Presented by Lyric Stage Co. of Boston
By Moss Hart
Directed by Scott Edmiston
Music direction by Will McGarrahan
May 15 – June 13, 2015
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Review by Kitty Drexel
(Boston, MA) If one scratches the surface of theatre history, information on Moss Hart and his great effect comes spilling forth like a Texan hitting oil in his backyard. He was beloved by most, if not all, for his contributions. He worked with greats such as George S. Kaufman, Kurt Weill, and Ira Gershwin. He co-wrote countless musical reviews (I’d Rather Be Right), directed some hits (Camelot), and wrote several award winning screenplays (A Star Is Born). He was a gentleman, a scholar and pretty great guy.
Light Up the Sky is a twee but surprisingly sincere ode to outspoken theatre creators and the quiet people who adore them. At once, we are introduced to a loud, proud and ridiculous cast of characters on opening night of an unforgettable play with a forgettable title having its first tryout in Boston (see the dramaturgy notes by A. Nora Long for more info on this). Diva Irene Livingston (Paula Plum playing the part of Bette Davis as Irene Livingston), producer Sidney Black (Will LeBow), and director Carleton Fitzgerald (Will McGarrahan) anticipate the performance in their own unique yet melodramatically similar ways. A cast of supporting characters of family and friends, respond to their theatrics with the stoic reserves of martyrs… Except for the playwright, Peter Sloan (Alejandro Simoes), who can’t cope with all the offstage drama that accompanies his play. Egos are pummeled, threats are made, but in the end it’s another beautiful day to be in the Biz.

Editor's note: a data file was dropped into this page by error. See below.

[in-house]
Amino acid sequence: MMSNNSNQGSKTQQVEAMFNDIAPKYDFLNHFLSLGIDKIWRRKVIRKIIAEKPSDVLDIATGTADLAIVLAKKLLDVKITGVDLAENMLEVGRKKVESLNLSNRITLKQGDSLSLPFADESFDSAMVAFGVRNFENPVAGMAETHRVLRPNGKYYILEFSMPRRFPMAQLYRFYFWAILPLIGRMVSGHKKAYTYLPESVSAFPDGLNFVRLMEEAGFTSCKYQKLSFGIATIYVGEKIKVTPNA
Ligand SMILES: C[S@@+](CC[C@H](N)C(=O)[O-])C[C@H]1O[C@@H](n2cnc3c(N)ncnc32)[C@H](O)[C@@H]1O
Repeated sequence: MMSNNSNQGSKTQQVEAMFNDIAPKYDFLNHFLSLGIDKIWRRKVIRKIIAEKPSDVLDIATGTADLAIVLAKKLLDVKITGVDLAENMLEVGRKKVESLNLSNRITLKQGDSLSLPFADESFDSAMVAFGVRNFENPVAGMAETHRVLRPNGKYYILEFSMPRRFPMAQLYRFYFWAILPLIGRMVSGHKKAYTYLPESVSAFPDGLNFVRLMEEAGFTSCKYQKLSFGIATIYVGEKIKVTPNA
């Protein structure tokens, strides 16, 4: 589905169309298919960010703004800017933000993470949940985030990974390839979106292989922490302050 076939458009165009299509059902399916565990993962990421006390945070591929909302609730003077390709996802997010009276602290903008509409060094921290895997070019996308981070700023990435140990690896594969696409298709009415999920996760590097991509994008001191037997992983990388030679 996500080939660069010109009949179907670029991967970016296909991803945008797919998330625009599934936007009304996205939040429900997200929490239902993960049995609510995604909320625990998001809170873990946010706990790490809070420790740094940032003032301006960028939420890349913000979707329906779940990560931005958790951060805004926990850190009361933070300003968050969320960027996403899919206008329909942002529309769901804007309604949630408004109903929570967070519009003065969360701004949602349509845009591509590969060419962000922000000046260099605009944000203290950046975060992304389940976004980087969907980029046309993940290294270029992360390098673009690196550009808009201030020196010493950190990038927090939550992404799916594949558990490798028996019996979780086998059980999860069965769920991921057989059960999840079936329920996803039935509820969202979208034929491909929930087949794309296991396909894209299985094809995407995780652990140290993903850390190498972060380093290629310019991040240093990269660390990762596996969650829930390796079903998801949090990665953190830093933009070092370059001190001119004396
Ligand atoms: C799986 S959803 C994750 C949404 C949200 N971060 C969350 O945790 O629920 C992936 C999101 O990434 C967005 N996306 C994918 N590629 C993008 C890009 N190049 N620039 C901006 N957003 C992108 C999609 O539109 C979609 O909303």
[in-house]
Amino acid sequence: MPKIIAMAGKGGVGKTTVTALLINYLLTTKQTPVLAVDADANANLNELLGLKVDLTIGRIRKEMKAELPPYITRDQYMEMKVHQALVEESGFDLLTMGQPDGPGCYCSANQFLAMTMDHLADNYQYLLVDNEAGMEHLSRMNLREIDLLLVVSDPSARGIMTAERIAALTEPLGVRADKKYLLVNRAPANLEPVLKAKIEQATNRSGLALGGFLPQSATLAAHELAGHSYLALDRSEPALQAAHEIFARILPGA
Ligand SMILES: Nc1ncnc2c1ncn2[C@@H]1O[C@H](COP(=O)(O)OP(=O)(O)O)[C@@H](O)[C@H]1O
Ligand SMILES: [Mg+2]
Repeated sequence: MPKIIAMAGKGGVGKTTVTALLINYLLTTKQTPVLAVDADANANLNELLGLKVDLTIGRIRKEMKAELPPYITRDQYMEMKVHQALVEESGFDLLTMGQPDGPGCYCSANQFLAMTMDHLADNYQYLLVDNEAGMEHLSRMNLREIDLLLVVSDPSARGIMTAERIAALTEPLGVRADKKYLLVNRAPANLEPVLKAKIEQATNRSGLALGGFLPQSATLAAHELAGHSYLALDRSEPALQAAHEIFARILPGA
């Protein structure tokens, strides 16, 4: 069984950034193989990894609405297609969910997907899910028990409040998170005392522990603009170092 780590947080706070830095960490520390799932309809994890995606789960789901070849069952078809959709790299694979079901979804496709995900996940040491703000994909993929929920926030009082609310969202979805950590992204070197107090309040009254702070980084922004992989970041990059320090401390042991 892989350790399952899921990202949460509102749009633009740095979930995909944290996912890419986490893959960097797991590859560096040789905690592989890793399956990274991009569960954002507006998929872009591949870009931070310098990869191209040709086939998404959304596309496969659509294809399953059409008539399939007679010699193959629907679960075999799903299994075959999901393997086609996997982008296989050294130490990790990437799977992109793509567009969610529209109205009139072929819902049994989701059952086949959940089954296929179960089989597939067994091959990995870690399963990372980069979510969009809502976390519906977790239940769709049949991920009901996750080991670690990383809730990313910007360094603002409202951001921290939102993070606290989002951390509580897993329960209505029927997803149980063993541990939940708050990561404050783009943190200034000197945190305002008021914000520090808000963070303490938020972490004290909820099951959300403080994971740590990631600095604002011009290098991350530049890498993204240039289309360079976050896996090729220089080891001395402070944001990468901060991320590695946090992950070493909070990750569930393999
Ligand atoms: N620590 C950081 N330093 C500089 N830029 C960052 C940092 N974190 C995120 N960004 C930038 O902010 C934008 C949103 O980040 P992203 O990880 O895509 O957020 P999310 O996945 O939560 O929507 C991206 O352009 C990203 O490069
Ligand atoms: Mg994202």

This production is lead by the grand dames and monsieurs of Boston theatre. These are the local actors that the Lyric and many other theatres owe their successes of the past #*@ years. They were wonderful:
LeBow and Kathy St. George (as Frances Black) chewed the scenery together delightfully. They made a realistic, sassy pair. LeBow had the audience in the palm of his hand. He wasn’t delivering monologues so much as prepping for his 5 minute standup set.
Bobbie Steinbach was an unforgettable stage Mom with a heart of snark. She was an excellent foil for McGarrahan. She was the sour to his whiskey.
Actually, the only loose cog was was Jordan Clark – who normally gives a splendid performance regardless of her role. In this production, she was wooden. It’s so strange because this is very much not her MO. One can’t always be successful. I’m sure she’ll be back to blowing our hearts and minds soon.
The play is funny and touching. It isn’t a musical but does include darling performances of Cole Porter’s “Another Op’nin, Another Show” and Noel Coward’s “Why Must the Show Go On?” sung by the cast. It’s a slice of classic Hollywood grandeur set on the stage. Fans of the classics will love this one. Everyone else should see it because it’s wonderful.